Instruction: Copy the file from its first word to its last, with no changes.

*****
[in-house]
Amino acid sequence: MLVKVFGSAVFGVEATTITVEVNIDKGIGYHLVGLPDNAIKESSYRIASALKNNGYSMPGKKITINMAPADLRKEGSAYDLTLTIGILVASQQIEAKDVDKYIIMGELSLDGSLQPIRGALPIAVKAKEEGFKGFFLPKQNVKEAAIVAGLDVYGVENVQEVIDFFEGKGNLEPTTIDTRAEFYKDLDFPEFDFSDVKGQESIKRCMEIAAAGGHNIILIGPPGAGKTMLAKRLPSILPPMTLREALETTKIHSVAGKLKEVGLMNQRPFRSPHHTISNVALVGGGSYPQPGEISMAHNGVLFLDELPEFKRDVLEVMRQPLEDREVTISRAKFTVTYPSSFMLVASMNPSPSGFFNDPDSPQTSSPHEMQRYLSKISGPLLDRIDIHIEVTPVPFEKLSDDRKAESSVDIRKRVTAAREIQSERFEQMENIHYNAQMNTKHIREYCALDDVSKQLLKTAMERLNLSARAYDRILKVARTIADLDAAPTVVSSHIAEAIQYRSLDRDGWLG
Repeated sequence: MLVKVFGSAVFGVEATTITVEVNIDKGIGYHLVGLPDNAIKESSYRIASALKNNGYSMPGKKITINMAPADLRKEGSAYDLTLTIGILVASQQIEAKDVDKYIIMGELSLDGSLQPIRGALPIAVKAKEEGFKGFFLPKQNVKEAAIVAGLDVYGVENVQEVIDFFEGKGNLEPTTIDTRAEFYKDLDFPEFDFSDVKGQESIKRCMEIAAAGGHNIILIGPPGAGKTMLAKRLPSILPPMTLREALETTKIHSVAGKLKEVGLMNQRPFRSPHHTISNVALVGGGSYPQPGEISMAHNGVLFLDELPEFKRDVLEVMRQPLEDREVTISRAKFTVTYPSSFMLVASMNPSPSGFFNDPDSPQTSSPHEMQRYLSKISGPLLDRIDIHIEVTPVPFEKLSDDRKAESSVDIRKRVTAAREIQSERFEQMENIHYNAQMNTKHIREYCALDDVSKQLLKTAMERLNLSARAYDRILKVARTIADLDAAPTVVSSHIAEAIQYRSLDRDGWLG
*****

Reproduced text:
[in-house]
Amino acid sequence: MLVKVFGSAVFGVEATTITVEVNIDKGIGYHLVGLPDNAIKESSYRIASALKNNGYSMPGKKITINMAPADLRKEGSAYDLTLTIGILVASQQIEAKDVDKYIIMGELSLDGSLQPIRGALPIAVKAKEEGFKGFFLPKQNVKEAAIVAGLDVYGVENVQEVIDFFEGKGNLEPTTIDTRAEFYKDLDFPEFDFSDVKGQESIKRCMEIAAAGGHNIILIGPPGAGKTMLAKRLPSILPPMTLREALETTKIHSVAGKLKEVGLMNQRPFRSPHHTISNVALVGGGSYPQPGEISMAHNGVLFLDELPEFKRDVLEVMRQPLEDREVTISRAKFTVTYPSSFMLVASMNPSPSGFFNDPDSPQTSSPHEMQRYLSKISGPLLDRIDIHIEVTPVPFEKLSDDRKAESSVDIRKRVTAAREIQSERFEQMENIHYNAQMNTKHIREYCALDDVSKQLLKTAMERLNLSARAYDRILKVARTIADLDAAPTVVSSHIAEAIQYRSLDRDGWLG
Repeated sequence: MLVKVFGSAVFGVEATTITVEVNIDKGIGYHLVGLPDNAIKESSYRIASALKNNGYSMPGKKITINMAPADLRKEGSAYDLTLTIGILVASQQIEAKDVDKYIIMGELSLDGSLQPIRGALPIAVKAKEEGFKGFFLPKQNVKEAAIVAGLDVYGVENVQEVIDFFEGKGNLEPTTIDTRAEFYKDLDFPEFDFSDVKGQESIKRCMEIAAAGGHNIILIGPPGAGKTMLAKRLPSILPPMTLREALETTKIHSVAGKLKEVGLMNQRPFRSPHHTISNVALVGGGSYPQPGEISMAHNGVLFLDELPEFKRDVLEVMRQPLEDREVTISRAKFTVTYPSSFMLVASMNPSPSGFFNDPDSPQTSSPHEMQRYLSKISGPLLDRIDIHIEVTPVPFEKLSDDRKAESSVDIRKRVTAAREIQSERFEQMENIHYNAQMNTKHIREYCALDDVSKQLLKTAMERLNLSARAYDRILKVARTIADLDAAPTVVSSHIAEAIQYRSLDRDGWLG